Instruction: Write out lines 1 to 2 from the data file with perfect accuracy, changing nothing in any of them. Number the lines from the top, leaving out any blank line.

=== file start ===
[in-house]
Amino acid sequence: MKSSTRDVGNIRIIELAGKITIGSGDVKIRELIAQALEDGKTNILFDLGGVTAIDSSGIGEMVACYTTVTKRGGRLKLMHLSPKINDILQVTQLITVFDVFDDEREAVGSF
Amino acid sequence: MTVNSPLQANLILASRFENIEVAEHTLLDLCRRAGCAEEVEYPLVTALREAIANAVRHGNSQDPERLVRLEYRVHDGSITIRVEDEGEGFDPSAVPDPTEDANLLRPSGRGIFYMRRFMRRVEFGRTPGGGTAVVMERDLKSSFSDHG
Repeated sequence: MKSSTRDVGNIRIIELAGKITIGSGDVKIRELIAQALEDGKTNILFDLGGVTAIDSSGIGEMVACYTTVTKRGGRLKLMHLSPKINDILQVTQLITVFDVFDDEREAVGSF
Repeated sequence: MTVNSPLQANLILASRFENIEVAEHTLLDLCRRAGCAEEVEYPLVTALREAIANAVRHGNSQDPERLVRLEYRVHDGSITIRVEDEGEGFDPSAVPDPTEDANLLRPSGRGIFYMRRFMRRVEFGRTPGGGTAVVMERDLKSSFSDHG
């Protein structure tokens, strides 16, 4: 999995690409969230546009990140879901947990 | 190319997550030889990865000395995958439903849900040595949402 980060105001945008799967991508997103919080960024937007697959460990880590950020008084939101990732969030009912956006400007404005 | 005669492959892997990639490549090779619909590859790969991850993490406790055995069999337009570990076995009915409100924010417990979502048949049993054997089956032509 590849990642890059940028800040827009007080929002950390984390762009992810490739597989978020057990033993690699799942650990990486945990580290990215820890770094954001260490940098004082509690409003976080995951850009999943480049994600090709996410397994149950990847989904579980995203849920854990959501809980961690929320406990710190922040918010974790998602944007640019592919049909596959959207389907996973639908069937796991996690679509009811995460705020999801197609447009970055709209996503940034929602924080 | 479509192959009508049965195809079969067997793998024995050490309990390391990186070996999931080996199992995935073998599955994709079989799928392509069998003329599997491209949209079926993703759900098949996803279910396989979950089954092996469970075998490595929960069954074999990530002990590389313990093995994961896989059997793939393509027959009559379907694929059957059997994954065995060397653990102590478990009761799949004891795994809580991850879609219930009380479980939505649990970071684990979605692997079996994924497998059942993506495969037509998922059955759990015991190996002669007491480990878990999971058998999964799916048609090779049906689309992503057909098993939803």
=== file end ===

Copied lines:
[in-house]
Amino acid sequence: MKSSTRDVGNIRIIELAGKITIGSGDVKIRELIAQALEDGKTNILFDLGGVTAIDSSGIGEMVACYTTVTKRGGRLKLMHLSPKINDILQVTQLITVFDVFDDEREAVGSF